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TIPPs for Tolerating Distress at Work

Whether it’s an overbearing boss, an imminent deadline, or a staggering to-do list, stress at the office is unavoidable. Navigating daily work frustrations can be challenging, especially if you already have difficulty in regulating your emotions. If you are prone to angry outbursts or tearful meltdowns, the DBT skill you need is TIPP.

The T in TIPP stands for Temperature. When you’re upset, your body responds by increasing your heart rate and blood pressure, which heats you up. In order to cool down - both physically and emotionally – try grabbing something cold. Splashing your face with cold water, opening a window, grabbing a refrigerated drink from the break room, cranking up the AC, holding an ice cube, or placing your wrists under a running faucet will trigger the “dive reflex,” a set of physiological reactions that activates the parasympathetic nervous system and forces your body into a lower reactivity. Once you are able to return your body to a state of calm, you will then be able to make more effective choices.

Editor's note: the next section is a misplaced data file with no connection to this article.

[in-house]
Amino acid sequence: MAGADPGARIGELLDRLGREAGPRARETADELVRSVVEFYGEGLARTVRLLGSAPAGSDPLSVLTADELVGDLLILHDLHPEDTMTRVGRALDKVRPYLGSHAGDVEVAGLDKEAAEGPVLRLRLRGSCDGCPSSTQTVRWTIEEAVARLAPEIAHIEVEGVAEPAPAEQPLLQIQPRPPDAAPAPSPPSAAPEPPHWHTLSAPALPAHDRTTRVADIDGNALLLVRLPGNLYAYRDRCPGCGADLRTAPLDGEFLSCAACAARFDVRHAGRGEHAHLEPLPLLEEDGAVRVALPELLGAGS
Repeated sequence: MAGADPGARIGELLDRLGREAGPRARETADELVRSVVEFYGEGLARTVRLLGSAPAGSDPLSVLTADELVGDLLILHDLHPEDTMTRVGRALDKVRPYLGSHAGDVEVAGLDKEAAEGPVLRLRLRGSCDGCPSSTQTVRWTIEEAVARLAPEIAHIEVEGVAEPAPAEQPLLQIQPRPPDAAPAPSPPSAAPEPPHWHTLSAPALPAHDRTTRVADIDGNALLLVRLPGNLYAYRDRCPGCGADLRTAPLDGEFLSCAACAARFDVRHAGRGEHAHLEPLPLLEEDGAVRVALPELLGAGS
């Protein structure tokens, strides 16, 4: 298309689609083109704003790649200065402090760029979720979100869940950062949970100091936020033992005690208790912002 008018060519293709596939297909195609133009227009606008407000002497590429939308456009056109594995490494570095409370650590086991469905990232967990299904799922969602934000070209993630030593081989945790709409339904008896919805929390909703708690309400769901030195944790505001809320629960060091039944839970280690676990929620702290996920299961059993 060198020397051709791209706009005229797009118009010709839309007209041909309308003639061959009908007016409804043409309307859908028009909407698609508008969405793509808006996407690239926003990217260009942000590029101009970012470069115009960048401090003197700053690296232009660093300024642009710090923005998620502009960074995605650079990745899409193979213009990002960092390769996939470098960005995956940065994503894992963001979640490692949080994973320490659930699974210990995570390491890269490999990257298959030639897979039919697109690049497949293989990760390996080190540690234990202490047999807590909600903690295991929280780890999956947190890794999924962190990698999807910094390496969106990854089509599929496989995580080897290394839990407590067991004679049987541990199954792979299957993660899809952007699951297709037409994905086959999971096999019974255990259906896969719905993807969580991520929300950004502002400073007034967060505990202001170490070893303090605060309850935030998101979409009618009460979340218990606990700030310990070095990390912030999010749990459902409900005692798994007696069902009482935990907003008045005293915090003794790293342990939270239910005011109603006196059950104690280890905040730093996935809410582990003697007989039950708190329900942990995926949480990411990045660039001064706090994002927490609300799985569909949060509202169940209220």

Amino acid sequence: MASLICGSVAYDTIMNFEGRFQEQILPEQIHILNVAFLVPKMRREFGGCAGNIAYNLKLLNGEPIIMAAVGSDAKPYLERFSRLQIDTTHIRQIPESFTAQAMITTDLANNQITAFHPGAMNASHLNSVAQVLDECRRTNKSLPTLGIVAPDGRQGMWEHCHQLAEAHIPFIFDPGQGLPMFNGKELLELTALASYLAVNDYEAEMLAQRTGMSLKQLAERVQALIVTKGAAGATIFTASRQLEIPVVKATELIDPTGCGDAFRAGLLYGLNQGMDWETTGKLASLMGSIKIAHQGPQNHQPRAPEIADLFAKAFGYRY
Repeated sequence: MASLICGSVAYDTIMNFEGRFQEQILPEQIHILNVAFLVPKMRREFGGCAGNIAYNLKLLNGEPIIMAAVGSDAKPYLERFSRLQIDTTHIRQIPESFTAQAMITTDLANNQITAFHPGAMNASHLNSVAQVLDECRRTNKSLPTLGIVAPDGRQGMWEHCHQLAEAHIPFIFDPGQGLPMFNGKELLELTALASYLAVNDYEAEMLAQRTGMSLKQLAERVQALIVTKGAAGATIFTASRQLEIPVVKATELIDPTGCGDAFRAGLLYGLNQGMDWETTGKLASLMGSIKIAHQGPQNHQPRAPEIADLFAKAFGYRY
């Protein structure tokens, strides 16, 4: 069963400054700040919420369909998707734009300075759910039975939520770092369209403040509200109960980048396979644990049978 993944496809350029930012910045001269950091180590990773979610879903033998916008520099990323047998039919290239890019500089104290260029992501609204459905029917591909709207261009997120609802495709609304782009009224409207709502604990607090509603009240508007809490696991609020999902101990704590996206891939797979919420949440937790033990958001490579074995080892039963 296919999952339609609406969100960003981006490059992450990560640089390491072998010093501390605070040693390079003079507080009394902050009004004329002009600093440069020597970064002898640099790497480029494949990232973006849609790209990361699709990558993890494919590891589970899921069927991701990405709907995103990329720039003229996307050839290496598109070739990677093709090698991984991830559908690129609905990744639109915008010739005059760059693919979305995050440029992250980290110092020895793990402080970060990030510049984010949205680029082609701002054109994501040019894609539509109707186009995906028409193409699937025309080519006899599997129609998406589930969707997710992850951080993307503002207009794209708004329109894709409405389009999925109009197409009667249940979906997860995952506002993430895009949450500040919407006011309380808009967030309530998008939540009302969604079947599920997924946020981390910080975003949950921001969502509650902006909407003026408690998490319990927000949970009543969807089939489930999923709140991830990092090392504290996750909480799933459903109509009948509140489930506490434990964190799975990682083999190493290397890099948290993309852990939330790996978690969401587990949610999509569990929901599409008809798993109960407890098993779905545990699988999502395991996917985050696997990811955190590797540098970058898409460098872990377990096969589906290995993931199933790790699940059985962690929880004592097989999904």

I is for Intense exercise. Oftentimes, strong emotions give us strong urges to act. Your anger may tell you to punch your computer, throw the stapler, or another negative behavior, but doing so may cost you your job. Instead, try a few minutes of intense exercise - running up and down the stairwell on a quick break, dropping down and doing ten pushups, lifting heavy books, or desk chair yoga - to expend that energy. Exercise, even short bursts of it, increases oxygen flow which helps decrease stress levels. Plus, it’s much harder to stay upset when you’re physically exhausted!

The first P stands for Paced breathing. It’s as simple as it sounds: controlling your breath can help reduce emotional distress. If you’re stuck, try a method known as “box breathing.” Inhale for four seconds, hold for four seconds, exhale for four seconds, and hold for four seconds. Repeat until your body begins to feel calmer and you are able to think and act more effectively.

Finally, the second P is for Paired muscle relaxation. When under stress, the muscles in your body tense. By purposely tightening and relaxing different groups of muscles, your body will start to relax. Start at your toes and work your way up to your head. Your heart rate and breathing will slow down as relaxed muscles require less oxygen. The best thing about this is that it is easy to do at your desk or in a meeting without anyone knowing!

Utilizing these TIPP skills when you reach an emotional breaking point at work will bring you a step closer to Working Mind, enabling you to cope effectively and make constructive choices that will benefit you and your career.

Written by Krystyl Wright, LCSW 


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